“Plastics,” says Mr McGuire to a bewildered Benjamin in the iconic, absurd scene from the 1967 US movie The Graduate, “There’s a great future in plastics. Think about it. Will you think about it?”
Well, we’ve had 55 years to think about it, and we can honestly say that the future didn’t turn out quite as great as some hoped.
Plastics have become a human rights issue. The production, use, and disposal of plastics have significant impacts we should all be concerned about as rights-minded individuals – and as rights-respecting governments.
First, plastics contain toxic chemical additives, and these can pose significant threats to human health.
Second, because most are made from fossil fuels, plastics are helping to drive the climate crisis, which in turn threatens human rights.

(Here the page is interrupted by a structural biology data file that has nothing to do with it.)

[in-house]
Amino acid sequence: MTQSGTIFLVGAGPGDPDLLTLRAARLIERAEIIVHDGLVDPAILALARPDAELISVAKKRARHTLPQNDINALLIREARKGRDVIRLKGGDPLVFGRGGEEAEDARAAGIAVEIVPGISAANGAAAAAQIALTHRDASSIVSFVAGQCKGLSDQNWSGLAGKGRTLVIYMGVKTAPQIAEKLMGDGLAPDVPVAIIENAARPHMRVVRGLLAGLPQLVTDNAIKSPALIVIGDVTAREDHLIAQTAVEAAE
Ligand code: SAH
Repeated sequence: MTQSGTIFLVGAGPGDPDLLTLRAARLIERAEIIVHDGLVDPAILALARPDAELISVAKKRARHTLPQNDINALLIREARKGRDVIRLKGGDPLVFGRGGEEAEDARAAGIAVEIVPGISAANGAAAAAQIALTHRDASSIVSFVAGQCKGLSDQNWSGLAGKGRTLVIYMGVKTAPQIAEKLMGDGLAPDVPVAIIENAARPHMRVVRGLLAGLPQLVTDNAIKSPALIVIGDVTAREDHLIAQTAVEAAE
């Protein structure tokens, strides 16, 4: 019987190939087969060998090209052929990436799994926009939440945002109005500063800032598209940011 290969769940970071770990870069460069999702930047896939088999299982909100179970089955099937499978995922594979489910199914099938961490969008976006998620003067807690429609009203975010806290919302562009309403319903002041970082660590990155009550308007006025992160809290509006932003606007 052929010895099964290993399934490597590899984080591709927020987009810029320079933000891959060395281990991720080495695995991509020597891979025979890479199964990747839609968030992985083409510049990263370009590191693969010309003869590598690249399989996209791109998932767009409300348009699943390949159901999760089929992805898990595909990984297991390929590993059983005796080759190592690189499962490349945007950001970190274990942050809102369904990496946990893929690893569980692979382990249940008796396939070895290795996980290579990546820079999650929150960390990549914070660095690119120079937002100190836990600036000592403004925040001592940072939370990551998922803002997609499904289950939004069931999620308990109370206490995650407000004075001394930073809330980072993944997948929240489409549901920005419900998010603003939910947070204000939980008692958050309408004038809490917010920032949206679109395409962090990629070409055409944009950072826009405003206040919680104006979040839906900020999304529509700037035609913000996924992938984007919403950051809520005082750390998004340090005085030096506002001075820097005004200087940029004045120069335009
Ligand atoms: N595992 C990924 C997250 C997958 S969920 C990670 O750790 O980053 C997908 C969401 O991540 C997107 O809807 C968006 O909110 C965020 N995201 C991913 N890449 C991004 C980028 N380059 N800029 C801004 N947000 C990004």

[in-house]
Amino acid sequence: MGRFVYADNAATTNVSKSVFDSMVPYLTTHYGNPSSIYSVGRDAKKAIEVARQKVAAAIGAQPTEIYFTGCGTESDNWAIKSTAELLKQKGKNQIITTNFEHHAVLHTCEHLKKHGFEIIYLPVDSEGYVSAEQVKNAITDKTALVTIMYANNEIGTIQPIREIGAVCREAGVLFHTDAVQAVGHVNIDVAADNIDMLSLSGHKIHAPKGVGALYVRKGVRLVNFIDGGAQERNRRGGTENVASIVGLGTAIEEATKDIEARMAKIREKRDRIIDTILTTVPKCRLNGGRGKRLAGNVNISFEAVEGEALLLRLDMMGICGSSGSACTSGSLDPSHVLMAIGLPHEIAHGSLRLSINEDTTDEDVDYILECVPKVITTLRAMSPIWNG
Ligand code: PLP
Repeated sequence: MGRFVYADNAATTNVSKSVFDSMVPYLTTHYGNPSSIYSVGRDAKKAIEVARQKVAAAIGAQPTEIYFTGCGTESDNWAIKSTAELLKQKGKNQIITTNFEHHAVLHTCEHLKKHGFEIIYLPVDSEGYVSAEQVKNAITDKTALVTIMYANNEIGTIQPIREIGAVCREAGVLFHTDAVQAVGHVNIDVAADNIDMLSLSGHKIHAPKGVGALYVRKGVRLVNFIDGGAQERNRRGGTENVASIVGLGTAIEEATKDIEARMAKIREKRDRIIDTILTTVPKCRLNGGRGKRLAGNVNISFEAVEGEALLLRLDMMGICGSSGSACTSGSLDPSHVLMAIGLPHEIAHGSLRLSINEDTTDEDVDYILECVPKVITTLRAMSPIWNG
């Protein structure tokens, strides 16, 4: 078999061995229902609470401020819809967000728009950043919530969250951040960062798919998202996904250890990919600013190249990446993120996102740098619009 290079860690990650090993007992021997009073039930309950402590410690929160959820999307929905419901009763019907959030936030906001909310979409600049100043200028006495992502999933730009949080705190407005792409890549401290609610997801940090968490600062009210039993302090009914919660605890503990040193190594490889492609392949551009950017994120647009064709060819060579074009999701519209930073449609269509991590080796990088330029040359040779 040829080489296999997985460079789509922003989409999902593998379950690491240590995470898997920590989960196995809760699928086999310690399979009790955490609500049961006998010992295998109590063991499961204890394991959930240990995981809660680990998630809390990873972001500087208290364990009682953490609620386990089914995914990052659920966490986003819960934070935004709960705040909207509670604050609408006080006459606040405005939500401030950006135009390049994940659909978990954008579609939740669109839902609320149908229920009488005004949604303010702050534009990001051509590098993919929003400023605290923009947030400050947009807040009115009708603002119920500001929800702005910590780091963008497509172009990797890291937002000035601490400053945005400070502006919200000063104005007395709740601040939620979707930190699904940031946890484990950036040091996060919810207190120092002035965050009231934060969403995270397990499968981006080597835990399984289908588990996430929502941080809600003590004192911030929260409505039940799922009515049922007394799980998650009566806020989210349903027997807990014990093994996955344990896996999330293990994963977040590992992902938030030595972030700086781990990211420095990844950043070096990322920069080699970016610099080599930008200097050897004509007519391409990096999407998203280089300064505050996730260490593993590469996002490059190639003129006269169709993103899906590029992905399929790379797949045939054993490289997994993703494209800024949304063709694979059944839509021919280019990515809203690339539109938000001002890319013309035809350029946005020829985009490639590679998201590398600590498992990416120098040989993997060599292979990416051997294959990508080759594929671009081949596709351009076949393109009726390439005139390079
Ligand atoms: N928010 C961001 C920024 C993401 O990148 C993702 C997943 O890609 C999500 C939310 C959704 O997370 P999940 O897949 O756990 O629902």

And we are all surrounded with the stuff…
Each year, more than 300 million metric tons of plastic is created globally, and production is only growing. Many plastic products are single use and cannot be recycled. Many can take centuries to break down. Only 9 percent of plastic ever produced has been recycled.
And even with recycling, the human impact can be deeply troubling.
For example, HRW has documented how plastic recycling poses threats to the right to health of workers and local residents in Turkey. Other research shows that the shipment of plastic waste from countries in the Global North to countries with weak regulations can contribute to serious human rights harm.
All these concerns should be foremost in mind as governments sit down in Punta del Este, Uruguay, to begin their first round of negotiations for a Global Plastics Treaty.
International human rights law obligates governments to address the harms and to respect rights to health, water, and a healthy environment.
So, the result of the talks should be a legally binding treaty that ends the production of unnecessary new plastic and removes toxins from plastic products.
There’s a great future in curbing plastic production.